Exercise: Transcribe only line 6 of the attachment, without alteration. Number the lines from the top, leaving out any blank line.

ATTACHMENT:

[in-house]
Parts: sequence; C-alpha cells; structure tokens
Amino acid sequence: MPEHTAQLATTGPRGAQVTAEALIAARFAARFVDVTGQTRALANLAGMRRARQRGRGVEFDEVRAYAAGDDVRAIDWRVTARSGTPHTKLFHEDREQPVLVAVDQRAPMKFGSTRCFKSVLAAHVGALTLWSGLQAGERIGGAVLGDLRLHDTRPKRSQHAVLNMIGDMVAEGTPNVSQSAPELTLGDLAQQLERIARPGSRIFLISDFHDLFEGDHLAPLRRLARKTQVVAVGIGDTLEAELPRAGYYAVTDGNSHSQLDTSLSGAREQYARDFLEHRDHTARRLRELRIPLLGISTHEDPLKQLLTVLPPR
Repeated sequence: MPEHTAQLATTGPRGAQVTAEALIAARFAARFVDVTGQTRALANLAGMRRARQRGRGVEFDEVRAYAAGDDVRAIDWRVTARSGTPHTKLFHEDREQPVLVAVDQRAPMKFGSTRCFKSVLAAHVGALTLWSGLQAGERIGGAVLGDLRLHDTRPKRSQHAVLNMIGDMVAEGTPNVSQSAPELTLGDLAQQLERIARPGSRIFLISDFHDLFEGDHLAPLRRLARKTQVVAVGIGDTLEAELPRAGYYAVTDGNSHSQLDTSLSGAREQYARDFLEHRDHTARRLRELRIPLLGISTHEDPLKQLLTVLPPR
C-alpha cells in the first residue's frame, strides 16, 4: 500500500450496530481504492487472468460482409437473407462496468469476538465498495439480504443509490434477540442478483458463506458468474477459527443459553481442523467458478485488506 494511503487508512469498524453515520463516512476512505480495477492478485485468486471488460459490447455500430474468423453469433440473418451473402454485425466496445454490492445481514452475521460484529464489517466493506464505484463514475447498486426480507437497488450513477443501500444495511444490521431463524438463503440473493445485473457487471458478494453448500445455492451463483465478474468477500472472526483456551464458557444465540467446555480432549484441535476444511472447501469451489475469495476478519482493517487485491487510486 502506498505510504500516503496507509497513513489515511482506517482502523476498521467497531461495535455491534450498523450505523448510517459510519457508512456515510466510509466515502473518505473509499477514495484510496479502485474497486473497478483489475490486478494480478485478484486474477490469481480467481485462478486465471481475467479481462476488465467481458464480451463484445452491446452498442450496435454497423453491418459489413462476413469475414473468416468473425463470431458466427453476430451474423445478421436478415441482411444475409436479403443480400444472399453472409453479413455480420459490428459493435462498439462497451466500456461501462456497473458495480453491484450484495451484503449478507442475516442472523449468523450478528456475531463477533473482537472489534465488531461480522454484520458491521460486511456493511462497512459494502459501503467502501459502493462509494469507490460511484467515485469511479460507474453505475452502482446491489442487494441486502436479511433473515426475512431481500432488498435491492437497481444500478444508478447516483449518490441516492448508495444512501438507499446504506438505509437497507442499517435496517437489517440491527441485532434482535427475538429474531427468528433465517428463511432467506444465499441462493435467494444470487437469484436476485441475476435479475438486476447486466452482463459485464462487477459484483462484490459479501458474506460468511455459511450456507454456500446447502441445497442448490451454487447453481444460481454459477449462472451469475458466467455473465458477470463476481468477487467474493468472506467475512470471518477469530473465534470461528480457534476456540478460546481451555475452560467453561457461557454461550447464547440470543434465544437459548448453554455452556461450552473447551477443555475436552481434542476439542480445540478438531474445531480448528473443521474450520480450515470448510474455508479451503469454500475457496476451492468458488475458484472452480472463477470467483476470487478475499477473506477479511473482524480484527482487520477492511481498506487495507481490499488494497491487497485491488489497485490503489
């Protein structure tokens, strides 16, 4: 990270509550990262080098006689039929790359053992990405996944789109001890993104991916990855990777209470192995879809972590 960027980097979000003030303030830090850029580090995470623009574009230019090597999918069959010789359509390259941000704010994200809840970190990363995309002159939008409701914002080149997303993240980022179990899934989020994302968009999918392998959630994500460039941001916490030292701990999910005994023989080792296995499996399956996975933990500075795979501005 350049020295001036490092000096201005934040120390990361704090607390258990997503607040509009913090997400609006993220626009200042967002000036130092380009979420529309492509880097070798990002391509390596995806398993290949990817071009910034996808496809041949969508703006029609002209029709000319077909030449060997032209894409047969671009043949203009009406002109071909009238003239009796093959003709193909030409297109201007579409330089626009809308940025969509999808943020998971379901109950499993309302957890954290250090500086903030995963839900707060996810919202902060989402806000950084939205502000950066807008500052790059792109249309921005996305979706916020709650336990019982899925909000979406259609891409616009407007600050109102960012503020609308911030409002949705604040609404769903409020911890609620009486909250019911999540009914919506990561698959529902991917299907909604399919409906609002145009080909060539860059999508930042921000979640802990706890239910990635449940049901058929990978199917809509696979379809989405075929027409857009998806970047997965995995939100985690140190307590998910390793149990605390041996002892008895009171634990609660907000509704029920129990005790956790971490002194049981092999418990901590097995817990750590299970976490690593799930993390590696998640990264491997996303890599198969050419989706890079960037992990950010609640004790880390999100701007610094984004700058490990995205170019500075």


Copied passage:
């Protein structure tokens, strides 16, 4: 990270509550990262080098006689039929790359053992990405996944789109001890993104991916990855990777209470192995879809972590 960027980097979000003030303030830090850029580090995470623009574009230019090597999918069959010789359509390259941000704010994200809840970190990363995309002159939008409701914002080149997303993240980022179990899934989020994302968009999918392998959630994500460039941001916490030292701990999910005994023989080792296995499996399956996975933990500075795979501005 350049020295001036490092000096201005934040120390990361704090607390258990997503607040509009913090997400609006993220626009200042967002000036130092380009979420529309492509880097070798990002391509390596995806398993290949990817071009910034996808496809041949969508703006029609002209029709000319077909030449060997032209894409047969671009043949203009009406002109071909009238003239009796093959003709193909030409297109201007579409330089626009809308940025969509999808943020998971379901109950499993309302957890954290250090500086903030995963839900707060996810919202902060989402806000950084939205502000950066807008500052790059792109249309921005996305979706916020709650336990019982899925909000979406259609891409616009407007600050109102960012503020609308911030409002949705604040609404769903409020911890609620009486909250019911999540009914919506990561698959529902991917299907909604399919409906609002145009080909060539860059999508930042921000979640802990706890239910990635449940049901058929990978199917809509696979379809989405075929027409857009998806970047997965995995939100985690140190307590998910390793149990605390041996002892008895009171634990609660907000509704029920129990005790956790971490002194049981092999418990901590097995817990750590299970976490690593799930993390590696998640990264491997996303890599198969050419989706890079960037992990950010609640004790880390999100701007610094984004700058490990995205170019500075």